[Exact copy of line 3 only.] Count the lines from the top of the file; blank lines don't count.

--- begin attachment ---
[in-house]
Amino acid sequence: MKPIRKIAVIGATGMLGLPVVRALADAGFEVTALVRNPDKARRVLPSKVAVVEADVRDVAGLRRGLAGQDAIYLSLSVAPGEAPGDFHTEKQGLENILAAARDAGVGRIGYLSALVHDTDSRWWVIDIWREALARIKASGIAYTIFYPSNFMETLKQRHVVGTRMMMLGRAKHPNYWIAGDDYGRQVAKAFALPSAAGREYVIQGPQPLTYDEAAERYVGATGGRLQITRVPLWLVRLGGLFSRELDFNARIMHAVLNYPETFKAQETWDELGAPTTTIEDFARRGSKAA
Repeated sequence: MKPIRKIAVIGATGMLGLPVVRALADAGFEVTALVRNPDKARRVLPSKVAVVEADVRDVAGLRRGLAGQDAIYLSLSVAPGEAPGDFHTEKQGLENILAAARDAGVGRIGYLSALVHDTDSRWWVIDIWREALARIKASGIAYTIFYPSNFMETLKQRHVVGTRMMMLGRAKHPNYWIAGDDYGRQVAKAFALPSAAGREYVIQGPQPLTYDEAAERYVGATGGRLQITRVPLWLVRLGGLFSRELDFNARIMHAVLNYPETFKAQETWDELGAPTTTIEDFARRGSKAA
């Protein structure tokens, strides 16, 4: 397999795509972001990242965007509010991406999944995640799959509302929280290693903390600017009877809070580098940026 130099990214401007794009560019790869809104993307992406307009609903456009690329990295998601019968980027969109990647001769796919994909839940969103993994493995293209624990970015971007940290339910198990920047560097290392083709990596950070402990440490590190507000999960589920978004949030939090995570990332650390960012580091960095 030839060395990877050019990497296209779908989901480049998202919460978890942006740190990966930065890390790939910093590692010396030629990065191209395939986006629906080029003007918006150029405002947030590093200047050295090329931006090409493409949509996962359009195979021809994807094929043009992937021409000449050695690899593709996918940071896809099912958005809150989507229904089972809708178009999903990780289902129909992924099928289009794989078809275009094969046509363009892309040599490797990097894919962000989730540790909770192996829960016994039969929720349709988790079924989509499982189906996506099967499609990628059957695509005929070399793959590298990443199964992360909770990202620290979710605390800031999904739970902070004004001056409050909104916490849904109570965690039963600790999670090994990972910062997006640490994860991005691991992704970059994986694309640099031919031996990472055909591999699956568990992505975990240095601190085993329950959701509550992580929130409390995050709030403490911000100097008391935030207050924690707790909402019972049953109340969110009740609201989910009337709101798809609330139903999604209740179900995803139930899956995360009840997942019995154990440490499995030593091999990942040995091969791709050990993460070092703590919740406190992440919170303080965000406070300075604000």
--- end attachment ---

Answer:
Repeated sequence: MKPIRKIAVIGATGMLGLPVVRALADAGFEVTALVRNPDKARRVLPSKVAVVEADVRDVAGLRRGLAGQDAIYLSLSVAPGEAPGDFHTEKQGLENILAAARDAGVGRIGYLSALVHDTDSRWWVIDIWREALARIKASGIAYTIFYPSNFMETLKQRHVVGTRMMMLGRAKHPNYWIAGDDYGRQVAKAFALPSAAGREYVIQGPQPLTYDEAAERYVGATGGRLQITRVPLWLVRLGGLFSRELDFNARIMHAVLNYPETFKAQETWDELGAPTTTIEDFARRGSKAA